War of the Rebellion: Serial 106 Page 0239 Chapter LXII. CORRESPONDENCE - UNION AND CONFEDERATE.

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of nothing to prevent him. Organization is a very good basis, and he had better effect it. Let the people keep cool; try and instill them with some sort of confidence. It is really amusing to see how that one man, Skillman, has frightened them. Keep on the alert yourself, and we will fulfill our mission.

I am, major, very respectfully, your obedient servant,


Colonel First Infantry California Volunteers, Commanding.



Mesilla, December 2, 1862.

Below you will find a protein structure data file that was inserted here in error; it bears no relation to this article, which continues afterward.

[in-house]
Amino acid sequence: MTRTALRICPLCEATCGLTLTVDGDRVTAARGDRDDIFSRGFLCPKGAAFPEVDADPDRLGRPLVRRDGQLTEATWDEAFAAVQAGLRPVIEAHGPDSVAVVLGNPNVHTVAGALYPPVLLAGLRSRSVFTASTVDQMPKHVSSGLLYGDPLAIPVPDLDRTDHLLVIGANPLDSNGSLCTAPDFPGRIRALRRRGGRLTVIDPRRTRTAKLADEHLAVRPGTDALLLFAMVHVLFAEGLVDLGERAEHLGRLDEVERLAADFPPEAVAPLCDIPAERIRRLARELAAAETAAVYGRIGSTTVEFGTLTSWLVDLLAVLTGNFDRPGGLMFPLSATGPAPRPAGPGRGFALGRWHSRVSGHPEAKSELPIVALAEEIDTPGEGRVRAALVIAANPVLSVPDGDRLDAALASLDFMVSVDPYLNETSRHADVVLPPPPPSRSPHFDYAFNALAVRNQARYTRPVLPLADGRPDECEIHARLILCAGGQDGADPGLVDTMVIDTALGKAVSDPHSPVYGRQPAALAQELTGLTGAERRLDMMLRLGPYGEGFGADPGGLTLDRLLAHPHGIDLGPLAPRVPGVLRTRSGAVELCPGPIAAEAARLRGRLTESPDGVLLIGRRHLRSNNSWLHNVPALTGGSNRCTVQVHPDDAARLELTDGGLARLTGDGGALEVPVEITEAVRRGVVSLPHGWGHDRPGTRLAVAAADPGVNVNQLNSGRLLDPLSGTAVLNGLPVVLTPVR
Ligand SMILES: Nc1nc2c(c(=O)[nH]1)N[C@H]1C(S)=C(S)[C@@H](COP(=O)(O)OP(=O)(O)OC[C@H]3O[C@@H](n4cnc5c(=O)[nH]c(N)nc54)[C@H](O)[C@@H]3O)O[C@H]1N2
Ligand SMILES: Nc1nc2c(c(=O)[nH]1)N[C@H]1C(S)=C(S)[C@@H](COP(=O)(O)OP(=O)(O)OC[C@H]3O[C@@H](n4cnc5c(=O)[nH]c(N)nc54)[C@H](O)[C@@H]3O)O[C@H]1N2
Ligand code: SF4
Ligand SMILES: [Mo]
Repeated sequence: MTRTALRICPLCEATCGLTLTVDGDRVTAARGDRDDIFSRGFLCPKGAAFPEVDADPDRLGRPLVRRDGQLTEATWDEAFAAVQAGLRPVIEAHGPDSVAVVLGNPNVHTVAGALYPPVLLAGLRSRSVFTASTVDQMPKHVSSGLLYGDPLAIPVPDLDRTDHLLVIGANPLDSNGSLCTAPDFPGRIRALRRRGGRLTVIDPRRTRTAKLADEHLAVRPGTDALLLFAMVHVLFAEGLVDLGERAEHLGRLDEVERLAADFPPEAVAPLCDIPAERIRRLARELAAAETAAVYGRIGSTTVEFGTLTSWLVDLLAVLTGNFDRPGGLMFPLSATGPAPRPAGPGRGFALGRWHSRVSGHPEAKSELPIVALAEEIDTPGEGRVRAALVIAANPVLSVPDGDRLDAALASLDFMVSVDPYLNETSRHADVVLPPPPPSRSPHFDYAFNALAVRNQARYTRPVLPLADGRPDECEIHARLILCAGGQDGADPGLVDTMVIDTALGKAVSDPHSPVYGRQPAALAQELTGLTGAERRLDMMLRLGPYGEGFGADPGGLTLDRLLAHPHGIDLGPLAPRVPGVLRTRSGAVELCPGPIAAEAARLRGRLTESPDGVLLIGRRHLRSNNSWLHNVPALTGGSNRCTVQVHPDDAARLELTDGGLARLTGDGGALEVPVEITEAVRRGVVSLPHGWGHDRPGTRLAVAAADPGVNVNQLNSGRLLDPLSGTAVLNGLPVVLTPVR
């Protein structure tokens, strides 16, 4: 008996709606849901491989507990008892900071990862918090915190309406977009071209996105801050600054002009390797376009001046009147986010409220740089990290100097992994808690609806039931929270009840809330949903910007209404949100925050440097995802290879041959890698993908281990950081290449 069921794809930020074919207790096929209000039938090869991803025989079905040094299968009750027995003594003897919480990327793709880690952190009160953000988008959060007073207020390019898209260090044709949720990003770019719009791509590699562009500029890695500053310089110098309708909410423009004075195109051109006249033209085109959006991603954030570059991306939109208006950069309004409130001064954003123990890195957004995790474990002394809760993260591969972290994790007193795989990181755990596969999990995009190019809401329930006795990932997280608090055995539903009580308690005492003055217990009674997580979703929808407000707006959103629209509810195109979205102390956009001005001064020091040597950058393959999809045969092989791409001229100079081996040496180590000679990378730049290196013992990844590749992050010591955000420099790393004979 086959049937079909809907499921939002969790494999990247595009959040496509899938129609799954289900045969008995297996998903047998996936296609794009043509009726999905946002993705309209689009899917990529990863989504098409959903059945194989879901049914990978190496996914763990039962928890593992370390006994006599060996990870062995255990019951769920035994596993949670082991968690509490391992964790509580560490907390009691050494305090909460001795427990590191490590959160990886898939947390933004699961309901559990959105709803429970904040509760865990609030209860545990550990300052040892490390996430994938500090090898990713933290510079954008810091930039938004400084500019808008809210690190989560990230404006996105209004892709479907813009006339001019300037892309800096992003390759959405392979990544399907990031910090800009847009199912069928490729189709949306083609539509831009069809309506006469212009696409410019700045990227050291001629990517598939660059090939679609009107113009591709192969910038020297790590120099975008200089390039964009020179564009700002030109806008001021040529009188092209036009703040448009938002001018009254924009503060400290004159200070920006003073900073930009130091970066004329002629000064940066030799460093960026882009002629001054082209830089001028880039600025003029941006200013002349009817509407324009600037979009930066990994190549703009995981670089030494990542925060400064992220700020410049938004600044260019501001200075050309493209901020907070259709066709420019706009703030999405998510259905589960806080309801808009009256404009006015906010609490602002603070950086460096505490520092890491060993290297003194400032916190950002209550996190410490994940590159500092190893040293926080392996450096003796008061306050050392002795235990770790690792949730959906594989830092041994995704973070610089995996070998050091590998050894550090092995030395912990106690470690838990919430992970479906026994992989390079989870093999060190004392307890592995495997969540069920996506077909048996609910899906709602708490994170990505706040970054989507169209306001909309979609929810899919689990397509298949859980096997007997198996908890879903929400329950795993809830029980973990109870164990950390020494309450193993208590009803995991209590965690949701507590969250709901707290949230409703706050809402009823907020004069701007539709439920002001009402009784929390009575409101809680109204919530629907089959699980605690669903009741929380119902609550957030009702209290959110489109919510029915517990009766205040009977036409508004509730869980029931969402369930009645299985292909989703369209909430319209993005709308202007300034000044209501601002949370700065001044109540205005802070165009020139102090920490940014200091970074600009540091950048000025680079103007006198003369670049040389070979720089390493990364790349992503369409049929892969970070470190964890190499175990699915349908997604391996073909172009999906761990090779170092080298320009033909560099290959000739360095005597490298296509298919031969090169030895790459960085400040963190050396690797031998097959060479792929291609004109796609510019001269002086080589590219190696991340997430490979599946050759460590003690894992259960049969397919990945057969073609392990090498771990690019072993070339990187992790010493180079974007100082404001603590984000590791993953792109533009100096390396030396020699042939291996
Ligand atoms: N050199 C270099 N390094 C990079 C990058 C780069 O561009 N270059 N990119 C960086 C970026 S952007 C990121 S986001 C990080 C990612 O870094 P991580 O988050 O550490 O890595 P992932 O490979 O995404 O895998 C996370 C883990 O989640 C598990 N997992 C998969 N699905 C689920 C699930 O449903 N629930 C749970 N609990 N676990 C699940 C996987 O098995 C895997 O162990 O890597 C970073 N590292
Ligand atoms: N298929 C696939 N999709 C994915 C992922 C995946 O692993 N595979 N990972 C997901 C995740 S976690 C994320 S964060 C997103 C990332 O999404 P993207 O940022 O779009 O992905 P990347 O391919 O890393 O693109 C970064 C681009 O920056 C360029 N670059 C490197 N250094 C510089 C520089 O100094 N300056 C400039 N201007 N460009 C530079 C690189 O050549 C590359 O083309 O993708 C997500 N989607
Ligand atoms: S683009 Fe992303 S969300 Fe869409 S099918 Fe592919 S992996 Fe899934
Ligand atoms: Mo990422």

There is reason to believe that the Texans propose to revover possession of the Mesilla Valley. Its inhabitants have once been subjected to the outrages committed by the rebels. They remander well how they have been despoiled of their property; how their cattle have been stolen and their fields laid waste by these marauders. They remember, too, how all security to life, person, or property ceased to be when the forces of the enemy occuped the country. To a repetition of all these evils, and in a greatly exaggerated degree, must they now look forward unless they themselves shall join with the U. S. troops in resistance to the advancing foe. When the time comes for active resistance the undersigned will call upon the people of the Mesilla Valley to rally for the defense of their homes and their property, and he will place means at their disposal to enable them to do so effectually. Meanwhile some preparatory steps are necessary. It is indispensable that the U. S. troops should have in their possession all the corn, wheat, and flour in this valley not requird for the immediate use of the people. If it falls into the hands of the Texan not only will it be totally lost to its proper owner, but it will assist the Texan to ward off his direst foe-hunge. When delivered to U. S. officers it will either be paid for in cash or vourchers will be given to secure proper recompense to parties delivering it. And for their own use the people of the valley shall always have the privilege of purchasing these supplies at the cost price to Government. As hereafter supplies that can be made available by the enemy will not be allowed to remain in this district in a manner that will permit of their falling into his hands, the people of San Elizario, Ysleta, Socorro, Franklin, Amoles, La Mesa, Sanchez Ranch, Sant Tomas, Mesilla, Las Cruces, and Dona Ana are now hereby ordered to birng in their grain and flour to the U. S. authorities, and they will be settled with as hereinbefore indicated. Any person found with over two months' subsistence for his family, or necessary grain for his animals, within fifteen days after the publication of this order, will be considered as an enemy to the Government of the United States and will be treated accordingly. The commanding officers at San Elizario, Franklin, and Mesilla are ordered to provide depots for the reception of the property designated, and to give receipts in due form for the same. The depot quartermaster at Mesilla will settle with the proper owners upon the presentation of these receipts. The people of the Mesilla Valley know that the U. S. troops have afforded them protection, have paid them for their property, have re-established laws, government, and security among them. That people are now called upon to assist those in defending their homes from outrage and plunder. Unity of action is indispensable. There must be one head and one control. This duty has devolved upon the undersigned. He will exercise it for the welfare of the whole people, and he